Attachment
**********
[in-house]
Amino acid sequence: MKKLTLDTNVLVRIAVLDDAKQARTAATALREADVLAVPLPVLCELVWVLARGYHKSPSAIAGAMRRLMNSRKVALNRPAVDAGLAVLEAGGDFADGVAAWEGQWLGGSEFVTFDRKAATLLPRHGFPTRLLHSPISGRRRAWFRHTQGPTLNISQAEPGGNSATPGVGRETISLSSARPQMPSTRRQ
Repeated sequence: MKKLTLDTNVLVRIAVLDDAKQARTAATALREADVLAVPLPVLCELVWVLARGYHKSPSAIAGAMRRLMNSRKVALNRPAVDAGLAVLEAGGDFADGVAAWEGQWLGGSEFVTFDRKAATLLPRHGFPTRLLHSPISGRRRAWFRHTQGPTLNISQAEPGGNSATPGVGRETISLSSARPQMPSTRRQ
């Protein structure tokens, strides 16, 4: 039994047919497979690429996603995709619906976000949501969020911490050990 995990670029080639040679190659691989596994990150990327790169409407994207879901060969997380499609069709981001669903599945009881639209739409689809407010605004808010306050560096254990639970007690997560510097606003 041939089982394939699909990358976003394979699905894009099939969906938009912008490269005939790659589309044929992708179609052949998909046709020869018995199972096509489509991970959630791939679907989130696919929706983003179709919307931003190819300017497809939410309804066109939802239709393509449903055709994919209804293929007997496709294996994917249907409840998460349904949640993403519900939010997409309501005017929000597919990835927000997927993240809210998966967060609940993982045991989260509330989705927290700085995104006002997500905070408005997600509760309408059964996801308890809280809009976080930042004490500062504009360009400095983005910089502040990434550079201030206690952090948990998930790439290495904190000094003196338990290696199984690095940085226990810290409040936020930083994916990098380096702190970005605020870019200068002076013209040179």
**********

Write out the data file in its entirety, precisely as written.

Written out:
[in-house]
Amino acid sequence: MKKLTLDTNVLVRIAVLDDAKQARTAATALREADVLAVPLPVLCELVWVLARGYHKSPSAIAGAMRRLMNSRKVALNRPAVDAGLAVLEAGGDFADGVAAWEGQWLGGSEFVTFDRKAATLLPRHGFPTRLLHSPISGRRRAWFRHTQGPTLNISQAEPGGNSATPGVGRETISLSSARPQMPSTRRQ
Repeated sequence: MKKLTLDTNVLVRIAVLDDAKQARTAATALREADVLAVPLPVLCELVWVLARGYHKSPSAIAGAMRRLMNSRKVALNRPAVDAGLAVLEAGGDFADGVAAWEGQWLGGSEFVTFDRKAATLLPRHGFPTRLLHSPISGRRRAWFRHTQGPTLNISQAEPGGNSATPGVGRETISLSSARPQMPSTRRQ
């Protein structure tokens, strides 16, 4: 039994047919497979690429996603995709619906976000949501969020911490050990 995990670029080639040679190659691989596994990150990327790169409407994207879901060969997380499609069709981001669903599945009881639209739409689809407010605004808010306050560096254990639970007690997560510097606003 041939089982394939699909990358976003394979699905894009099939969906938009912008490269005939790659589309044929992708179609052949998909046709020869018995199972096509489509991970959630791939679907989130696919929706983003179709919307931003190819300017497809939410309804066109939802239709393509449903055709994919209804293929007997496709294996994917249907409840998460349904949640993403519900939010997409309501005017929000597919990835927000997927993240809210998966967060609940993982045991989260509330989705927290700085995104006002997500905070408005997600509760309408059964996801308890809280809009976080930042004490500062504009360009400095983005910089502040990434550079201030206690952090948990998930790439290495904190000094003196338990290696199984690095940085226990810290409040936020930083994916990098380096702190970005605020870019200068002076013209040179």